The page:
Fish production surges as Rwanda restores two lakes
Monday, June 03, 2024
According to the statistics fish production has significantly increased following extensive restoration efforts. Courtesy

Fish production in Cyohoha Lake in the Mayange, Mareba, and Ngeruka sectors of Bugesera district, as well as Kibare Lake in Kayonza District, has significantly increased following extensive restoration efforts.

These lakes had previously dried up due to climate change.

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In 1999 and 2000, Cyohoha Lake dried up completely, causing a massive fish die-off, Damien Habukize, a fish farmer from Mareba sector says.

"I used to harvest Tilapia, Mamba fish, catfish, and more, but they all vanished due to encroachment and the lake drying up," he said.

Before the restoration, residents faced severe water shortages. "We had to dig into the lakebed to access groundwater," Habukize added.

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Today, fish production has improved, and the lake now supports solar-powered irrigation.

"We now harvest 10 kilograms of catfish, 40 kilograms of Mamba fish, and six kilograms of Tilapia per day," Habukize said. "The lake is open for fishing four days a week and closed for two months to allow for fish reproduction."

Workers remove some wild plants during the rehabilitation of Lake Cyohoha in Bugesera District on October 13, 2015. File

Residents have also formed a fishing cooperative with 350 members to ensure sustainable production. Phocas Ntiyamira, president of the Komeza Imihigo Cooperative, highlighted the benefits of restoration, including water for irrigation and soil erosion control. Bamboos were planted in buffer zones, and solar-powered irrigation is now in place.

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Joseline Yamfashije, another farmer, noted that agroforestry trees have been planted to control soil erosion around the lake and wetland.

"We are working to prevent pollution to boost fish production," she said.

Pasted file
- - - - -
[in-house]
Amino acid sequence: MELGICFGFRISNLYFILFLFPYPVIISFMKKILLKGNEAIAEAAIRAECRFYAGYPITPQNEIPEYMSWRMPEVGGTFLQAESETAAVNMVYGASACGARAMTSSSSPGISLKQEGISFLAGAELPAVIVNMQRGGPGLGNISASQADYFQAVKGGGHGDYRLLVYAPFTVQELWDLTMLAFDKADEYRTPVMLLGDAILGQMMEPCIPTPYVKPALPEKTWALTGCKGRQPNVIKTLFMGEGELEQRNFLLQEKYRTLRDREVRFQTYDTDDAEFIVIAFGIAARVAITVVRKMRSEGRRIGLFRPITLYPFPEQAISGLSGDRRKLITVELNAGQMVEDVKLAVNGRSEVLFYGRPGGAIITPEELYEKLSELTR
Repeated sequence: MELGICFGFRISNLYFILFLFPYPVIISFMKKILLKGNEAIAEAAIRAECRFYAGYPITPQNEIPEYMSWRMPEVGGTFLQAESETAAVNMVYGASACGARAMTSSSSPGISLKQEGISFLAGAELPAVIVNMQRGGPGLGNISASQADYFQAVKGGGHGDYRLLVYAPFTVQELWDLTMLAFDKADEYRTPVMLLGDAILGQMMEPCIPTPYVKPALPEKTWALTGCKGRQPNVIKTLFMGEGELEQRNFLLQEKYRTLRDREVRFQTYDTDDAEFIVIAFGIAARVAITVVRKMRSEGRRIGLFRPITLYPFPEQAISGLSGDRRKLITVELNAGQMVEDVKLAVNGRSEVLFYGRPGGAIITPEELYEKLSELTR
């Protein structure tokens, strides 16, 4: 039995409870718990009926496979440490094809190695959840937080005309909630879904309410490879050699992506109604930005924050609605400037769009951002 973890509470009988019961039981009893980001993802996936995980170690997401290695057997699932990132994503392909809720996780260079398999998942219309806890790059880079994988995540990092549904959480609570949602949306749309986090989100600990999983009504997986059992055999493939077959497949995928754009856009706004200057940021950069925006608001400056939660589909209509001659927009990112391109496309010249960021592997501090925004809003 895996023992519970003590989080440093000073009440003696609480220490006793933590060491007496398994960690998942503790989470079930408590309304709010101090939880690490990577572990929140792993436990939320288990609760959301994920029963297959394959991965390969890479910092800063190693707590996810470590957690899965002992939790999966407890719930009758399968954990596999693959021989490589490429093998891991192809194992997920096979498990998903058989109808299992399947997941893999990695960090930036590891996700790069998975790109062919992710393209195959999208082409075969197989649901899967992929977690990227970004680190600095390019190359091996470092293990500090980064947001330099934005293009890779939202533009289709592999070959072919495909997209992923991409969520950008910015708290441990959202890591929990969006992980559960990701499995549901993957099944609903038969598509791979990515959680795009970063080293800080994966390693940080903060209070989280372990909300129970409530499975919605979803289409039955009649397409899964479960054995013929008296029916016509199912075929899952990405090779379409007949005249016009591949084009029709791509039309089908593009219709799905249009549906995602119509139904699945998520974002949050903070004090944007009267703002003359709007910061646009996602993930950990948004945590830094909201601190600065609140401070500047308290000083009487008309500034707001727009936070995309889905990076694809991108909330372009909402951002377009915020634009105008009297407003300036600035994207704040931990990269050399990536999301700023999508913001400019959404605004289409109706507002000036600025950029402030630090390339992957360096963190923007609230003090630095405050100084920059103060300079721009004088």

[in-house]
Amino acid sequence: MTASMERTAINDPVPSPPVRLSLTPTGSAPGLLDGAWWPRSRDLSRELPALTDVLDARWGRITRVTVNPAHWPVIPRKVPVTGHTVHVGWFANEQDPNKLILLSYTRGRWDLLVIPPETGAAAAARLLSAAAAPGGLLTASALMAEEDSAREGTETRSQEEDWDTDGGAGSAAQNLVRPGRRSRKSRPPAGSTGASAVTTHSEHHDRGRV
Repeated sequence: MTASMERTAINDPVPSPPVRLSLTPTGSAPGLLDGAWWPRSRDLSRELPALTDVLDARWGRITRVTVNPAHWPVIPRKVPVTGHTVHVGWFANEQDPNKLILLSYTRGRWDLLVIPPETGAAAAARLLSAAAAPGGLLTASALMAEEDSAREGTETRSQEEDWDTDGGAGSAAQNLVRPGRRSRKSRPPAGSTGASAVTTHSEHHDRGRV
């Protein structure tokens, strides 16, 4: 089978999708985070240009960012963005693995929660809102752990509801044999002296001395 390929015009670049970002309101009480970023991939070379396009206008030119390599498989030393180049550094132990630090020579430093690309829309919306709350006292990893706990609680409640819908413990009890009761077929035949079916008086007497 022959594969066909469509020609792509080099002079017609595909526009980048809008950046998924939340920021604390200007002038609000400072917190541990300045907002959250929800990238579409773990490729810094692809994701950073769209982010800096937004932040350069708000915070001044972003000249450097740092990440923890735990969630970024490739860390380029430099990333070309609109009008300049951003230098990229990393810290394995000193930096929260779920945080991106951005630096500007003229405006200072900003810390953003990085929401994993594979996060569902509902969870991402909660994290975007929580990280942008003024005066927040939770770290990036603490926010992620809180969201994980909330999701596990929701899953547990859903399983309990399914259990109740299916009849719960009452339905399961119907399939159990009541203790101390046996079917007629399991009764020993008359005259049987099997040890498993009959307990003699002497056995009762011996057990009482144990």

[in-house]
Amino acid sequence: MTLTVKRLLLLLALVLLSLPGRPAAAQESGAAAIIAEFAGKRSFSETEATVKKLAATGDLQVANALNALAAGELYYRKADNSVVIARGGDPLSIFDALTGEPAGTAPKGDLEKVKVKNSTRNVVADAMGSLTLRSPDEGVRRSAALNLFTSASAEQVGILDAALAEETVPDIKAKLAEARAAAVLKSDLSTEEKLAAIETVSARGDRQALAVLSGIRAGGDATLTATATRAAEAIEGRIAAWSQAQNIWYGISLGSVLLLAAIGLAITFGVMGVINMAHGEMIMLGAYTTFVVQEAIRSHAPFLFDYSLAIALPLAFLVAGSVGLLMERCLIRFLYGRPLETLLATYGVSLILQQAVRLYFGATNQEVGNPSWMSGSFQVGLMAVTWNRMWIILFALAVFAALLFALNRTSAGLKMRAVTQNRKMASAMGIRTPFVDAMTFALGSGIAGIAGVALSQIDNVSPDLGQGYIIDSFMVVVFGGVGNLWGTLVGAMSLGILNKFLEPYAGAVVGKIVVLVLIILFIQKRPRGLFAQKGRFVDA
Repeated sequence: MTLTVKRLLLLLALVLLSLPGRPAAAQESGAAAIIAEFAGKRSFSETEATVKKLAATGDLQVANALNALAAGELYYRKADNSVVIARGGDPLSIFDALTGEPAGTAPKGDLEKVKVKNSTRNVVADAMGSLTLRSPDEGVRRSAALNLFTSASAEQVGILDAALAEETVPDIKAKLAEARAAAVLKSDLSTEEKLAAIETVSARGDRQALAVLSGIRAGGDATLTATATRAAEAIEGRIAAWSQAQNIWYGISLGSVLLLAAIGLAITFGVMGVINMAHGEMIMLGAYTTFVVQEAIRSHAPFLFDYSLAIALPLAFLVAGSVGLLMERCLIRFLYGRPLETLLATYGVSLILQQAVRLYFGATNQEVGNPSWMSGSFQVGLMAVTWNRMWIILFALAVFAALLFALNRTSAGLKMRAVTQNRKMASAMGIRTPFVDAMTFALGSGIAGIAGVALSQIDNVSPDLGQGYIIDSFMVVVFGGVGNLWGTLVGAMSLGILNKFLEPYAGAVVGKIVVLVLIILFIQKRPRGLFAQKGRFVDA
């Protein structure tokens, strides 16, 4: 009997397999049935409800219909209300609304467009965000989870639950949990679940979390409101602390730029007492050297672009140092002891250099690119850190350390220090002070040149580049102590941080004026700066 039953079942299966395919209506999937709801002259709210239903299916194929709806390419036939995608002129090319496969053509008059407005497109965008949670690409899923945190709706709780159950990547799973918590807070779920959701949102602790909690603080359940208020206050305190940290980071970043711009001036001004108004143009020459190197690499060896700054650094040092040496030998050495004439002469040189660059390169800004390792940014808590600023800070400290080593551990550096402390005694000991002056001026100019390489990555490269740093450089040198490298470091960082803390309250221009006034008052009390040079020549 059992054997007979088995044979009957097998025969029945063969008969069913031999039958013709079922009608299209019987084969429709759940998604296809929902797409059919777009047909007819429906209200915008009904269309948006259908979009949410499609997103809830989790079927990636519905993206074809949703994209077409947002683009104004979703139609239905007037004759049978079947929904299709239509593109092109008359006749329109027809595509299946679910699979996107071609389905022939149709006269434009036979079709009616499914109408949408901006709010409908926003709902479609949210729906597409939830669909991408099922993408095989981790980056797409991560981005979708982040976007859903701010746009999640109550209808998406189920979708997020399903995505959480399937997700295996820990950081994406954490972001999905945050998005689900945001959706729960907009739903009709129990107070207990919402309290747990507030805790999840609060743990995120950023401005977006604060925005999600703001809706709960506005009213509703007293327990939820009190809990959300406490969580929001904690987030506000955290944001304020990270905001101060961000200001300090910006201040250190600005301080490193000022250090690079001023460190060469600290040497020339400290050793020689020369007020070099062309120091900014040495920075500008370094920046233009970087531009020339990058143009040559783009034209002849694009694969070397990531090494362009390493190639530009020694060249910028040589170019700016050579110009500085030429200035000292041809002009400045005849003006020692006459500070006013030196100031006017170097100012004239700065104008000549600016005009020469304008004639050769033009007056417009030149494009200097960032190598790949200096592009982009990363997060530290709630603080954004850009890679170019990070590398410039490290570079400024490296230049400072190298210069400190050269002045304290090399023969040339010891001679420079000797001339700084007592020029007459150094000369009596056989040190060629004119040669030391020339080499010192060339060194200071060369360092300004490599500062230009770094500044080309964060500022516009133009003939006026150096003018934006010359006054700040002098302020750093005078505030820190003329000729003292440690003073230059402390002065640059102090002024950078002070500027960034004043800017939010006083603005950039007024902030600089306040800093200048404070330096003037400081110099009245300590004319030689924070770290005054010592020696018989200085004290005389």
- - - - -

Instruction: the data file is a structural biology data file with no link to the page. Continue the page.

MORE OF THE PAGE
Sylvie Uwacu, a forestry official in Bugesera District, emphasised that deforestation and human activities had led to the drying up of lakes and rivers.

"We planted native tree species in buffer zones to restore these water bodies," she said.

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Servand Niyitegeka, a rehabilitation expert from the Rwanda Environment Management Authority (REMA), noted that water levels have risen in both the lake and wetland post-rehabilitation.

"Rehabilitation covered 52 hectares of the wetland and 645 hectares of Cyohoha Lake. The fishing cooperative members have even bought a vehicle and built a commercial house due to increased fish production," he added.

Fish production has risen from 900 kg to 3,450 kg per month. Additionally, 115 hectares of aquatic weeds have been cleared from the lake. Murago Swamp has also been proposed as a Ramsar site, designated for international importance under the Ramsar Convention.

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Saving Kibare Lake

The government has also restored Kibare Lake in Kayonza District. Covering 336 hectares, Lake Kibare is home to Nile Tilapia, African Catfish, and Haplochromis species. Before 2018, unsustainable agriculture severely degraded much of its riparian zone.

Through a project to build resilience in degraded wetlands, forests, and savannas, REMA restored the land and banned activities in the riparian zone.

"The lake was drying up due to market activities and waste dumping," Niyitegeka explained. "Now, a proper market and waste management system have been established."

Bamboo and agroforestry plantations now cover 80 hectares of the restored lakeshores. The construction of Kibare Market and storage cost Rwf 103 million.

A recent REMA investigation found that construction, agriculture, and waste discharge continue to pollute major lakes in Rwanda. However, ongoing restoration efforts aim to mitigate these impacts and ensure the sustainability of these vital ecosystems.